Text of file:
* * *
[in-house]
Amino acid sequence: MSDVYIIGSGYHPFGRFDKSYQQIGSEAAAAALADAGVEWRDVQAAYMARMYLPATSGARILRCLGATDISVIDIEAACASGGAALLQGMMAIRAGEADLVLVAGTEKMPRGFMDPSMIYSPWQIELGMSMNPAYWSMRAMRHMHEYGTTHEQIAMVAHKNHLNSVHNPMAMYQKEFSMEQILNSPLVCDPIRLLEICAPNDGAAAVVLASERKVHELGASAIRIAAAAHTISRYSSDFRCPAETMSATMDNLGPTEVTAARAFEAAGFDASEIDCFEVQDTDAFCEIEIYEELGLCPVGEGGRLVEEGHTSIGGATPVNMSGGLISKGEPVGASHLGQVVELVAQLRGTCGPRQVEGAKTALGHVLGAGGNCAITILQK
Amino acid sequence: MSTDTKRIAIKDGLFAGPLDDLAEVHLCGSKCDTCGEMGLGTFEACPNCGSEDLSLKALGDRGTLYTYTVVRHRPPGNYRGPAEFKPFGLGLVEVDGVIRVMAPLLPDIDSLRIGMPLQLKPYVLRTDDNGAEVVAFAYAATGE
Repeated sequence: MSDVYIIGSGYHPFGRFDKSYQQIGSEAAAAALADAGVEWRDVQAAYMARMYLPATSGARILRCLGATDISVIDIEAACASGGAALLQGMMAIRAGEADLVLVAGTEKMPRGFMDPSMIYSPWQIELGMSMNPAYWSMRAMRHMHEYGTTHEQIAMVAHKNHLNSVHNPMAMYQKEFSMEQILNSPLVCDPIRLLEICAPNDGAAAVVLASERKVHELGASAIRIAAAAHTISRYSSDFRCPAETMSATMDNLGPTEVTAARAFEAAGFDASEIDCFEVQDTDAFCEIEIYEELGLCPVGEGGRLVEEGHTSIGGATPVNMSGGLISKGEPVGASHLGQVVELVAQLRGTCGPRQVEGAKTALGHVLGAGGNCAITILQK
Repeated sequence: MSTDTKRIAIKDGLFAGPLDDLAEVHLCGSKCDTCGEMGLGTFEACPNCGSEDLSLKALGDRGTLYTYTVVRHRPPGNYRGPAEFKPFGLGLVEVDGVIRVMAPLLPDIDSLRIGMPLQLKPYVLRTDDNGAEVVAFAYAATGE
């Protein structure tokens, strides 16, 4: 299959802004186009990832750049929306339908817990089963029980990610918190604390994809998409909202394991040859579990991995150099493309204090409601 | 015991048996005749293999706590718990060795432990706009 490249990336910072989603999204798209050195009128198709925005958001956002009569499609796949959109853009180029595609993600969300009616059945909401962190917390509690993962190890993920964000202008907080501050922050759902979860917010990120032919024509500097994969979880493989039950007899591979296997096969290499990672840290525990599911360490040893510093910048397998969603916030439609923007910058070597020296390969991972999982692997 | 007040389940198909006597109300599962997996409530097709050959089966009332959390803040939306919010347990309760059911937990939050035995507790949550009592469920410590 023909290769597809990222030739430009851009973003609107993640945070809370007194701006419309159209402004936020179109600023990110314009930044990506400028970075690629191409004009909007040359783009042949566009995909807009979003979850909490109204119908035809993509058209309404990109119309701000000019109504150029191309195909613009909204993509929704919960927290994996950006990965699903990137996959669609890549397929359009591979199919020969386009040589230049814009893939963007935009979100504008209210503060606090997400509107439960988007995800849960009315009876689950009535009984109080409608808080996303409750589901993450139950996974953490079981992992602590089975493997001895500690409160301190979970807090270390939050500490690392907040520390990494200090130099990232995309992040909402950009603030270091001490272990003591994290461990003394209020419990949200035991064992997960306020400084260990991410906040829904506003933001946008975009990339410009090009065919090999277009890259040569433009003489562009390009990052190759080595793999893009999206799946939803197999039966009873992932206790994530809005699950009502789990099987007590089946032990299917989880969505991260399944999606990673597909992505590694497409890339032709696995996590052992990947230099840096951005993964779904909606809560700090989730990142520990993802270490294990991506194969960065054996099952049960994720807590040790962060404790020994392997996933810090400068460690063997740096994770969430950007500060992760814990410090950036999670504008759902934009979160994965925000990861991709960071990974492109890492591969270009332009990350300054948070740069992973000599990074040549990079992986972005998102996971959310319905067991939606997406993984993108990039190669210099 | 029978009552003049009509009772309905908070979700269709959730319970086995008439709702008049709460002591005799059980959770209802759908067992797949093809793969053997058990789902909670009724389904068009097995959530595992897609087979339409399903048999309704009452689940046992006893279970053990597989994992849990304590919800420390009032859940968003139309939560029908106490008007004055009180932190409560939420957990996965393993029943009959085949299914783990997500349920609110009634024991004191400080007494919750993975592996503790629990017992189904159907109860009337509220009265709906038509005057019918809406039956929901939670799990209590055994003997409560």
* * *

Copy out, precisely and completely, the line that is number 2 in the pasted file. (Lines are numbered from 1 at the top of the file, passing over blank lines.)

Amino acid sequence: MSDVYIIGSGYHPFGRFDKSYQQIGSEAAAAALADAGVEWRDVQAAYMARMYLPATSGARILRCLGATDISVIDIEAACASGGAALLQGMMAIRAGEADLVLVAGTEKMPRGFMDPSMIYSPWQIELGMSMNPAYWSMRAMRHMHEYGTTHEQIAMVAHKNHLNSVHNPMAMYQKEFSMEQILNSPLVCDPIRLLEICAPNDGAAAVVLASERKVHELGASAIRIAAAAHTISRYSSDFRCPAETMSATMDNLGPTEVTAARAFEAAGFDASEIDCFEVQDTDAFCEIEIYEELGLCPVGEGGRLVEEGHTSIGGATPVNMSGGLISKGEPVGASHLGQVVELVAQLRGTCGPRQVEGAKTALGHVLGAGGNCAITILQK